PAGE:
talking to

Potentate, EMIRAT European Shrine Temple

My guest is our brother Frank Ullmann, Potentate of the European Shrine Temple EMIRAT. Thank you, Frank, for your time and for sharing with our audience your vision of the Shrine in Europe.

Thank you for the invitation and for allowing me to present Emirat Shrine.

For sure we have in our audience people that doesn’t know what is Shrine about. Please, describe in few words this outstanding philanthropic society for kids.
We, as Shriners, are a fraternal organization and part of Freemasonry. Not all Masons are Shriners, but all Shriners are Master Masons. Shriners focus on philanthropy, supporting medical care to children in need through their network of Shriners Hospitals for Children. We are known for our distinctive red fez, organizing parades and events to raise awareness and funds for our charitable efforts.

A short history of Shrine in the US?
In 1870, a group of Masons met frequently for lunch at Knickerbocker Cottage in New York City. Among them were Walter M. Fleming, a physician, and William J. Florence, an actor. The group often talked about starting a new fellowship for Masons and one that would be based more on fun and Fellowship than serious ritual. Fleming and Florence took this idea seriously and became active.
Billy Florence had been traveling in France and had been invited to a party at the home of an Arab diplomat there. The party had been staged in the style of a musical comedy and its climax consisted of all the guests becoming members of a (supposedly) ancient secret society. The exotic style, foreign flavors and extraordinary music of the Arabian feast inspired him to propose this theme as the base for the new community.

Walter Fleming took Florence’s ideas and together they designed the ritual, an emblem and customs, of the “Ancient Arabic Order of the Nobles of the Mystic Shrine”. It was also established that members should wear a red fez.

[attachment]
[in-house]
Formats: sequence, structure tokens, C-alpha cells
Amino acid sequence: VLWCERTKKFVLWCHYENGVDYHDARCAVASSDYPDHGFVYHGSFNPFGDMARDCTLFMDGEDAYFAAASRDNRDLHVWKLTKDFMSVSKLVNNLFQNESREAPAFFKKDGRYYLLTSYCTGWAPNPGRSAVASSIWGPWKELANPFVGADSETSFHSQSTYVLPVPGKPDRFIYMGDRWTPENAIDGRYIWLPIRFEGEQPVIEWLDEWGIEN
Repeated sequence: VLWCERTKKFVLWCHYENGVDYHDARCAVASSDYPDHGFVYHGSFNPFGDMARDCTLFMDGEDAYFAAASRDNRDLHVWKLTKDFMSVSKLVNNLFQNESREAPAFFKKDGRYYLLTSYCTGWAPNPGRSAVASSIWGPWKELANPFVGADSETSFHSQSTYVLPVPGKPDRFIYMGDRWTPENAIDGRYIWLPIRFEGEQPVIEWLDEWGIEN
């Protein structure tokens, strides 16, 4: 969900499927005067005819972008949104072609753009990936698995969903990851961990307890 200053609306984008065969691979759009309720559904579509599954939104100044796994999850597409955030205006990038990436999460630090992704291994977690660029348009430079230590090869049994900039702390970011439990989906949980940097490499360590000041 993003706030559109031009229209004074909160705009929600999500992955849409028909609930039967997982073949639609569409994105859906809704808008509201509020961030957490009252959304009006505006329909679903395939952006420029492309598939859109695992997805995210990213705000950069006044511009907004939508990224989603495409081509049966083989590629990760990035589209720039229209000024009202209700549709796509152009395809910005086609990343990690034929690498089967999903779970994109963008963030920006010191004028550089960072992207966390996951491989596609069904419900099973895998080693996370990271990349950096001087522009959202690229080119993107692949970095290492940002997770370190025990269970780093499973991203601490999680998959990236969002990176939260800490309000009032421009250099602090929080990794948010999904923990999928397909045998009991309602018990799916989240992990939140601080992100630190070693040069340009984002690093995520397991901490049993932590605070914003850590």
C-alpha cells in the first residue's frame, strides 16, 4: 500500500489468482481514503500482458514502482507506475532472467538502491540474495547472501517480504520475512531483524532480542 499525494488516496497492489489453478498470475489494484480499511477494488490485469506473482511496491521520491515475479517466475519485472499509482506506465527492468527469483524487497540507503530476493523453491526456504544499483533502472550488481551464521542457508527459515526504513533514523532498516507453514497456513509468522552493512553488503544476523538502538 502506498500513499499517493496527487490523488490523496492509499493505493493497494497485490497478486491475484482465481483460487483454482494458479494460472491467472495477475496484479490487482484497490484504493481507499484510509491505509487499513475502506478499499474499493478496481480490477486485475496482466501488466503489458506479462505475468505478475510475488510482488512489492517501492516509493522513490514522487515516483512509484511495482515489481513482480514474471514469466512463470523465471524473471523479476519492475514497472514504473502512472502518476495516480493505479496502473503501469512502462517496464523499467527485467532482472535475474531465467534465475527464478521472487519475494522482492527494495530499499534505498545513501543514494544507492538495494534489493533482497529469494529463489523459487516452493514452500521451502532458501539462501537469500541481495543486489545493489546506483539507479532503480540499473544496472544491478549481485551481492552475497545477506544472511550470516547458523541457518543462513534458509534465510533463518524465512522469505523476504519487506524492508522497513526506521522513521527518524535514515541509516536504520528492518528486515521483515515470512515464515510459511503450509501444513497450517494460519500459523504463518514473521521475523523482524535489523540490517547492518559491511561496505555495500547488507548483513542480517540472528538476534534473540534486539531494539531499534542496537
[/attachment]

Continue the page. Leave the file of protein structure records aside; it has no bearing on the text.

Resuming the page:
The first meeting of the Mecca Shriners, the first temple founded in the U.S., was held on September 26, 1872, but it took about another 4 years before the idea of the Shriners really began to bear fruit.
They also became involved in charitable work and continued to grow.
The members of the Shriners fraternity have always shared a desire to help those in need. In the late 1910s, as a polio epidemic swept across the United States, it was apparent that many children were going without appropriate care. So the Shriners established a children’s hospital to meet this need.
On May 12, 1922, was placed the cornerstone of the first Shriners Children’s hospital, in Shreveport, Louisiana.
So in 2022 we celebrated 150 Years Shriners and 100 Years Shriners Children`s Hospital.

Tell us about the Shrine hospitals – how many they have there, what kind of affections is possible to be treated etc
Today, as Shriners, we operate children’s hospitals, excellence centers, outreach clinics and telemedicine centers in the U.S. Canada and Mexico. The vision of 2035 is to transform from 22 hospitals to 3-4, with more outreach clinics, centers of excellence and the largest telemedicine in the world. This is a journey from 22 hospitals to becoming a worldwide working aid organization.
Special attention is given to prosthetics, scoliosis, burns and many related diagnoses. Children are treated free of charge until the age of 18.

Do you believe that European mentality embraces philanthropy in a similar way that the American does? I ask you this because the Freemasonry in Europe is quite different compared to the North-American one, as well as different to the South and Central American Craft. I dare to say that the pa-rades of bikers, clown units which are collecting money for children doesn’t fit in the general European picture as it does in the US.
You are absolutely right about that. As a european Temple, we are represented regionally by our 16 clubs in 7 countries and Nobles in many european countries. These clubs try to organize the club life according to the regional circumstances and thereby generate donations for the idea we have as Emirat Shriners.